National security adviser Robert O’Brien said Tuesday evening there had been “absolutely” no retaliation involved in Friday’s departure of Army Lt. Col. Alexander Vindman from the National Security Council, even as President Trump seemed to indicate that the military would “look into” whether to take disciplinary action against the Army officer.
A military review of security for U.S. forces deployed to Africa has found “potential vulnerabilities” in multiple locations, the head of U.S. Africa Command told reporters Thursday.
The U.S. Army’s top officer said Tuesday during an appearance in Washington, D.C., that he isn’t worried by Russia’s growing arsenal of hypersonic missiles.
What are Iran’s military strengths and weaknesses? Iran’s military strength does not lie in its conventional forces, despite their size, something that Iranian leaders fully realize, according to experts.
If U.S. forces departed Iraq, “I suspect additional forces would have to be based in Syria,” said the former military commander in Iraq.
The Navy's top SEAL could not have imagined that his effort to confront discipline issues would result in being publicly and repeatedly countermanded by the president of the United States.
Eddie Gallagher, the Navy SEAL at the center of a controversy in a case that President Trump intervened in, went to work Monday, unsure of what lay ahead.
The two leaders extolled their friendship and mutual admiration but announced no breakthroughs on the range of issues that divide their governments.
After an upsurge in racially motivated attacks around the world, other countries are beginning to regard the United States as an exporter of white supremacism, a senior U.S. counterterrorism official said Friday.
A U.S. withdrawal from Syria will strain the links that the U.S. intelligence community has painstakingly built with both Iraqi and Syrian Kurdish forces, according to current and former government officials with long experience in the Middle East.
Despite Secretary of State Mike Pompeo’s declaration Wednesday that the weekend attacks on Saudi oil facilities represent “an act of war” by the regime in Tehran, the appetite in Washington for a military conflict with Iran appears limited.
Escalating tensions in the wake of the attacks on Saudi oil facilities have raised fears among Democratic lawmakers that President Trump could take military action against Iran without congressional authorization.
The U.S. military drone Iran shot down near the Persian Gulf June 20 likely didn’t stray into Iranian airspace, as the Iranians claimed it had, according to several former senior officials. But had it done so, it would not have been the first U.S. drone to fly into Iran, according to two of those officials.
Buttigieg has become only the latest and most high-profile political figure to take advantage of the Navy Reserve’s direct commission officer program, which for years has offered ambitious policy wonks a chance to serve their country while simultaneously burnishing their résumés.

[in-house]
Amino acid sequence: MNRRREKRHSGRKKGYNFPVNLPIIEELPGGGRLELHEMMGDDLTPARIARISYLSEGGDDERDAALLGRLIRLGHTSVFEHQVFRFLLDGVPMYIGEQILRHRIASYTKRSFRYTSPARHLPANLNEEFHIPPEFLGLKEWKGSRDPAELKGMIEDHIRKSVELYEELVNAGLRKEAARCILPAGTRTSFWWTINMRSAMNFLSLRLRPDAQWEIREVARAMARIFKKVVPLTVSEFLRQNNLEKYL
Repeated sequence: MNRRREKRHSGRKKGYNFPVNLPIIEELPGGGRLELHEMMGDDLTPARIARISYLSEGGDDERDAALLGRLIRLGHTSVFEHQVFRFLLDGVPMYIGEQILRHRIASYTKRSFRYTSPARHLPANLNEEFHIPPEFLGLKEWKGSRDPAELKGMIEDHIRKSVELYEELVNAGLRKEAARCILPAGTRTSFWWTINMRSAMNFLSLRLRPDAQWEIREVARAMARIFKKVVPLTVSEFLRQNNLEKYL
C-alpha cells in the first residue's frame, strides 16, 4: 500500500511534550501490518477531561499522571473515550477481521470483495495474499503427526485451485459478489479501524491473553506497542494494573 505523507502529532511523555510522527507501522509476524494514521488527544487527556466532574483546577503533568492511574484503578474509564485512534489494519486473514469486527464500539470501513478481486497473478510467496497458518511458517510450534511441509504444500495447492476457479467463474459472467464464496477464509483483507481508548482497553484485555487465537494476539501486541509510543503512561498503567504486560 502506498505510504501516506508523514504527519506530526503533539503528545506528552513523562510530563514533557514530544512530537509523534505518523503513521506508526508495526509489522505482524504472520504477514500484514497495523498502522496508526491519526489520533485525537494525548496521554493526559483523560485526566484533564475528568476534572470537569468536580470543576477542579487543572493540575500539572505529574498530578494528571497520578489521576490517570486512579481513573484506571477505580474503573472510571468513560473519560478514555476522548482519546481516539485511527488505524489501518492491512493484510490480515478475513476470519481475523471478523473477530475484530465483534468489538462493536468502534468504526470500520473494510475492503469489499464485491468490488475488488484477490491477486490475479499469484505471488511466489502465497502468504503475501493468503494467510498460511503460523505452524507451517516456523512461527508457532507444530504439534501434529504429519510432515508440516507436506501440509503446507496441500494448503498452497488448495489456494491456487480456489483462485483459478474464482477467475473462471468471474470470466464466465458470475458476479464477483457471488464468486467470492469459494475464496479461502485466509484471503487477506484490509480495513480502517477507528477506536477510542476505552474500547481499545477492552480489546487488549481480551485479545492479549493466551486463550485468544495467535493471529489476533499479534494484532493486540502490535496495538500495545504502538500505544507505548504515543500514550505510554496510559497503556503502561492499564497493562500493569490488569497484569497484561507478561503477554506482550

President Donald Trump’s reported plan to pardon a series of accused and convicted war criminals on Memorial Day is not popular with retired special operations leaders attending a conference here.
The Trump administration’s strategy of ratcheting up diplomatic, financial and military pressure on Iran is increasing the likelihood that Tehran will use its proxy forces to strike U.S. targets abroad, according to several former intelligence officials.
More than 100 days since Patrick Shanahan assumed the role of acting secretary of defense, the White House announced today that President Trump will nominate the former Boeing executive to permanently fill the position.
Although the military has thrown a cloak of secrecy over its operations, the Echo Company of the Army’s 160th Special Operations Aviation Regiment is increasingly being lauded in special operations and Army aviation circles.
“The Taliban are the victors,” said a retired general officer who commanded a brigade early in the war. “We just haven’t figured that out yet.”
The canoe had been the idea of Tom Hewitt, the agents’ case officer in the CIA’s huge Miami station, where he waited for word of the mission. It would be Hewitt’s job to guide their actions from afar, now that they were back in their homeland.
The Army’s top civilian leader has proposed shutting down the Peacekeeping and Stability Operations Institute, which has played a large role in preparing the military and civilians to work in regions recovering from war.
After 17 years of fighting grinding counterinsurgencies in places like Iraq and Afghanistan, the Army is shifting its gaze.
Congress and the Pentagon want to rein in and reorient America’s vaunted special operations forces, perhaps relegating them to the supporting roles they played before the attacks of Sept. 11, 2001.